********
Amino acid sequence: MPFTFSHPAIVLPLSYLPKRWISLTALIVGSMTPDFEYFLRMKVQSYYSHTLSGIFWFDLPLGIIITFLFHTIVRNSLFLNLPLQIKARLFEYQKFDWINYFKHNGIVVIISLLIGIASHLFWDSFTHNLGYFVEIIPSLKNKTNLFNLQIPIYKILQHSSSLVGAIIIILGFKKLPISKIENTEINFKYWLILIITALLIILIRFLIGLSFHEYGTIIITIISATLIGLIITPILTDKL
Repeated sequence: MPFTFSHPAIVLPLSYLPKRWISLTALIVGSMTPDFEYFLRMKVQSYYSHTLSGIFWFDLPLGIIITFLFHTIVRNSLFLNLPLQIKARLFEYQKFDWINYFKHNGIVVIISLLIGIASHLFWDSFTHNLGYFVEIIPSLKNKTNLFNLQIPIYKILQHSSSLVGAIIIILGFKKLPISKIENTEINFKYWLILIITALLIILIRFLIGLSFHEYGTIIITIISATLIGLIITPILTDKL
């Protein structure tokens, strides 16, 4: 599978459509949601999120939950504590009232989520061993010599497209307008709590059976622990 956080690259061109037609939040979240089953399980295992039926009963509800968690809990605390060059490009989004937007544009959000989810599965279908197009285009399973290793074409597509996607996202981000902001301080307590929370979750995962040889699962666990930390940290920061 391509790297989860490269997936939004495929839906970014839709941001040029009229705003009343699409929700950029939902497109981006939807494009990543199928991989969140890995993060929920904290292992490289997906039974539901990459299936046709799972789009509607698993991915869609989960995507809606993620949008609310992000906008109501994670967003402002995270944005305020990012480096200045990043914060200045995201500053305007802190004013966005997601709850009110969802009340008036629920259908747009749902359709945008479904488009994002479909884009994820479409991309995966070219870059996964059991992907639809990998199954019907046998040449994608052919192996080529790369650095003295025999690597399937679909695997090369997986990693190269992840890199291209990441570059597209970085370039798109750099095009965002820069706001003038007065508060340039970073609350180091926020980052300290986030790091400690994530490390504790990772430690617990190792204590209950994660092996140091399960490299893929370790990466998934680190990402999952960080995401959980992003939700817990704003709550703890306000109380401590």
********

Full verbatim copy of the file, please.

Amino acid sequence: MPFTFSHPAIVLPLSYLPKRWISLTALIVGSMTPDFEYFLRMKVQSYYSHTLSGIFWFDLPLGIIITFLFHTIVRNSLFLNLPLQIKARLFEYQKFDWINYFKHNGIVVIISLLIGIASHLFWDSFTHNLGYFVEIIPSLKNKTNLFNLQIPIYKILQHSSSLVGAIIIILGFKKLPISKIENTEINFKYWLILIITALLIILIRFLIGLSFHEYGTIIITIISATLIGLIITPILTDKL
Repeated sequence: MPFTFSHPAIVLPLSYLPKRWISLTALIVGSMTPDFEYFLRMKVQSYYSHTLSGIFWFDLPLGIIITFLFHTIVRNSLFLNLPLQIKARLFEYQKFDWINYFKHNGIVVIISLLIGIASHLFWDSFTHNLGYFVEIIPSLKNKTNLFNLQIPIYKILQHSSSLVGAIIIILGFKKLPISKIENTEINFKYWLILIITALLIILIRFLIGLSFHEYGTIIITIISATLIGLIITPILTDKL
């Protein structure tokens, strides 16, 4: 599978459509949601999120939950504590009232989520061993010599497209307008709590059976622990 956080690259061109037609939040979240089953399980295992039926009963509800968690809990605390060059490009989004937007544009959000989810599965279908197009285009399973290793074409597509996607996202981000902001301080307590929370979750995962040889699962666990930390940290920061 391509790297989860490269997936939004495929839906970014839709941001040029009229705003009343699409929700950029939902497109981006939807494009990543199928991989969140890995993060929920904290292992490289997906039974539901990459299936046709799972789009509607698993991915869609989960995507809606993620949008609310992000906008109501994670967003402002995270944005305020990012480096200045990043914060200045995201500053305007802190004013966005997601709850009110969802009340008036629920259908747009749902359709945008479904488009994002479909884009994820479409991309995966070219870059996964059991992907639809990998199954019907046998040449994608052919192996080529790369650095003295025999690597399937679909695997090369997986990693190269992840890199291209990441570059597209970085370039798109750099095009965002820069706001003038007065508060340039970073609350180091926020980052300290986030790091400690994530490390504790990772430690617990190792204590209950994660092996140091399960490299893929370790990466998934680190990402999952960080995401959980992003939700817990704003709550703890306000109380401590």